Our Roman Catholic Church
The Catholic Church, also known as the Roman Catholic Church is ministered by the Pope with a College of Cardinals, to a flock of more than a billion Roman Catholics from the Vatican City, a state within the city of Rome.
The Lateran Treaty between Italy and the Holy See created an independent Vatican City in 1929. The Holy See maintains diplomatic relations with more than 150 countries; issues passports, coins, and stamps; has a radio station and a publishing house. Ceremonial and limited security duties are performed by the Pontifical Swiss Guard.
John Paul II, the first non-Italian Pope in 455 years, was elected in 1978. The Holy Father Pope Benedict XVI was elected head of the Roman Catholic Church and Vatican City in 2005 after Pope John Paul II's death.
On 11 February 2013, Benedict announced his resignation and is succeeded by Pope Francis on 13 March 2013.
The Country known as the Vatican City - The Holy See is located in Italy, Europe (See map below)
Official Vatican web site Vatican: The Holy See
Ecclesiastical provinceAn ecclesiastical province is a large jurisdiction of religious government, so named by analogy with the secular Roman province. In those hierarchical Christian churches that have dioceses, a province is a collection of those dioceses.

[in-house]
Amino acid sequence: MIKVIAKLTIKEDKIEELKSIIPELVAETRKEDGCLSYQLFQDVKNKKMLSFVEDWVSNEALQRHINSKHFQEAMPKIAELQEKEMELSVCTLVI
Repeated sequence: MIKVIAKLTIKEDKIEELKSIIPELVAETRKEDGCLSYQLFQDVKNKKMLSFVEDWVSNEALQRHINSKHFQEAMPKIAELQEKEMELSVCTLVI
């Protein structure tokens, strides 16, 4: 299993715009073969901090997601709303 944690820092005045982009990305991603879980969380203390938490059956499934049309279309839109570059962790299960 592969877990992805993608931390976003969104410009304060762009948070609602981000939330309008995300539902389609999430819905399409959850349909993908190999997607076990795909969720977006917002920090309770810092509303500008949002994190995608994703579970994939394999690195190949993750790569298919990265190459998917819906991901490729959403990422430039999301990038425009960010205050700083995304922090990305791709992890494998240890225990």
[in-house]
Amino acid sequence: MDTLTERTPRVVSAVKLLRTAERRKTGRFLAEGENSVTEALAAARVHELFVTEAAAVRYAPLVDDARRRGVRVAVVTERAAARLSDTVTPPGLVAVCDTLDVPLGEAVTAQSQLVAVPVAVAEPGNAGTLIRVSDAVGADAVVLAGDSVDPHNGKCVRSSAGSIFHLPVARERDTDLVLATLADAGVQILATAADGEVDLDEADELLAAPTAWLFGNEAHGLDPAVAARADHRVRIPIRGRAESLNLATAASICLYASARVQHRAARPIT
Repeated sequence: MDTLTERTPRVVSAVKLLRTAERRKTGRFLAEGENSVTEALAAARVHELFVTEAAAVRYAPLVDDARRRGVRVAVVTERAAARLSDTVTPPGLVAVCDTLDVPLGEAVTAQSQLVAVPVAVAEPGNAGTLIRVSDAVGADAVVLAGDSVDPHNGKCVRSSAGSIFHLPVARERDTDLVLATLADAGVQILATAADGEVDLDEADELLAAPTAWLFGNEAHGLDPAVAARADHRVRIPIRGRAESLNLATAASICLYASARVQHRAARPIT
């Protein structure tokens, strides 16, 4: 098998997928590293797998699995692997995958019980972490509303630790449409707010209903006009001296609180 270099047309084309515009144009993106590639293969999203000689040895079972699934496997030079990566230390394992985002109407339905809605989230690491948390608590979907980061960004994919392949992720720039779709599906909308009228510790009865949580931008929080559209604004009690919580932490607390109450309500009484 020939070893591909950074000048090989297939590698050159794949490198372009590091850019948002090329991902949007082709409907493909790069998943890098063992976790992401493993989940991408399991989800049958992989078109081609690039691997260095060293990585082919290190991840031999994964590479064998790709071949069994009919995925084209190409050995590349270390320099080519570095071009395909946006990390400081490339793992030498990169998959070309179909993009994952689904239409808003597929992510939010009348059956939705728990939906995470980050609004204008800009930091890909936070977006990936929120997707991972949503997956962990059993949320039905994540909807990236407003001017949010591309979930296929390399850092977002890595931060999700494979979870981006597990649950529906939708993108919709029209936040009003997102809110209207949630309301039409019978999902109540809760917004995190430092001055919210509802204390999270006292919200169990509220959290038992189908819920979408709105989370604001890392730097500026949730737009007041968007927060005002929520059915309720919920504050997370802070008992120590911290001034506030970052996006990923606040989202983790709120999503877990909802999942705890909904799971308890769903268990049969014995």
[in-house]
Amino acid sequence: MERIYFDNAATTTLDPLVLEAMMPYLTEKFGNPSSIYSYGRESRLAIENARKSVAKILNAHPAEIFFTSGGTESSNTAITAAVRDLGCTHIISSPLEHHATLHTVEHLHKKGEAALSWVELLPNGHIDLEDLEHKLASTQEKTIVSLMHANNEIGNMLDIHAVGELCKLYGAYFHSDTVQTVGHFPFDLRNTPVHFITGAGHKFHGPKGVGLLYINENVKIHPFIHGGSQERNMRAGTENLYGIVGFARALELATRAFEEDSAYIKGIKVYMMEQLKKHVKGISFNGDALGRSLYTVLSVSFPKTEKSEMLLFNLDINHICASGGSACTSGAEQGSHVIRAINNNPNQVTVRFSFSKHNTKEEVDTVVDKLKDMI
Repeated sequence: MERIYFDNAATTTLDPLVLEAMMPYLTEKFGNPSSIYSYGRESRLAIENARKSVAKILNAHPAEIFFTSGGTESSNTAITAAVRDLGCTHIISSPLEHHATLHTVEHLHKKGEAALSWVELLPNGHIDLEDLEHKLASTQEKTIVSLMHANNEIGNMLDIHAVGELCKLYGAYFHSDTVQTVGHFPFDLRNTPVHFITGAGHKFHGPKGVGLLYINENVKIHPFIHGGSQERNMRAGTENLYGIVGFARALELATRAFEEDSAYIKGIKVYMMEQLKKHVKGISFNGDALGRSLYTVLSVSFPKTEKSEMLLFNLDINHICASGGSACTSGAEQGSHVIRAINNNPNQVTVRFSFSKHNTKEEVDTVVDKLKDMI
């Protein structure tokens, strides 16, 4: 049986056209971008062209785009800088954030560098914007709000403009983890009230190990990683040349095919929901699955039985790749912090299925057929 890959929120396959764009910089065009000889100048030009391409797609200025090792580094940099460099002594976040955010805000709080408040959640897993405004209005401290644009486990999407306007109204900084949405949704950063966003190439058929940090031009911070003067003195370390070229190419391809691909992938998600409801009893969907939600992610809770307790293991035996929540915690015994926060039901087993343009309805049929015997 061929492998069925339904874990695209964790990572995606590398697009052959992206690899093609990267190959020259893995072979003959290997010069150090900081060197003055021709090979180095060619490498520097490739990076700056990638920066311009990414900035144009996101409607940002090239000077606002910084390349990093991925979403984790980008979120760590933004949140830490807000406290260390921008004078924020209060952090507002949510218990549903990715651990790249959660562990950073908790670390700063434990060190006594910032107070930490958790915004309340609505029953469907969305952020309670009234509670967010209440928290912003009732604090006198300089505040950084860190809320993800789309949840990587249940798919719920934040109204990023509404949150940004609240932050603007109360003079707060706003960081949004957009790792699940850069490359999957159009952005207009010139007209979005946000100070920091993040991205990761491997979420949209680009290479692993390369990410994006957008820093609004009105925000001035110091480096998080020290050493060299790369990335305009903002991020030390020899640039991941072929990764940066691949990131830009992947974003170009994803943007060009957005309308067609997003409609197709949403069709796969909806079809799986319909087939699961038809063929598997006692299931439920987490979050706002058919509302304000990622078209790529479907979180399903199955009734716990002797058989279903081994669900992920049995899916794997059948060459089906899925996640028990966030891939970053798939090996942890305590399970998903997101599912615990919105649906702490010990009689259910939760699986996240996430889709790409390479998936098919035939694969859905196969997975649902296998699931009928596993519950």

In the early church and in some modern churches, a province's cathedral (sometimes called a "seat") and the cathedral's city is called a metropolis and the province's bishop is called, in turn, a metropolitan bishop or a metropolitan.
In the Catholic Church, a province consists of a metropolitan archdiocese and one or more of other particular churches, usually dioceses. The archbishop of the metropolitan see is the Metropolitan of the province. The delimitation of church provinces in the Latin Church is reserved to the Holy See.
However, there have always been individual dioceses which do not belong to any province, but are directly subject to the Holy See.
In the Eastern Catholic Churches, the term metropolitan is used in a similar way to the Eastern Orthodox churches.
The Ecclesiastical Province of Miami is covering the state of Florida.
Its metropolitan bishop is the Archbishop of Miami, head of the Archdiocese of Miami. [Diocese est. 1958, Archdiocese 1968].
The province additionally includes the suffragan Diocese of Orlando [est. 1968]
Diocese of Palm Beach [est. 1984]
Diocese of Pensacola-Tallahassee [est. 1975]
Diocese of St. Augustine [est. 1870]
Diocese of St. Petersburg [est. 1968]
Diocese of Venice. [est. 1984]
HistoryPope Paul VI made Miami a metropolitan see in 1968.
EducationThere were 218 Catholic schools in Florida in 2008. Elementary schools are accredited by the Florida Catholic Conference. Catholic high schools are accredited by the Southern Association of Colleges and Schools. In 2009, there were about 87,000 Catholic school students in Florida.
There were 35 secondary schools in Florida in 2009. They graduated 5,500 students.
OrganizationsThere were 49,000 Knights of Columbus in Florida in 2009.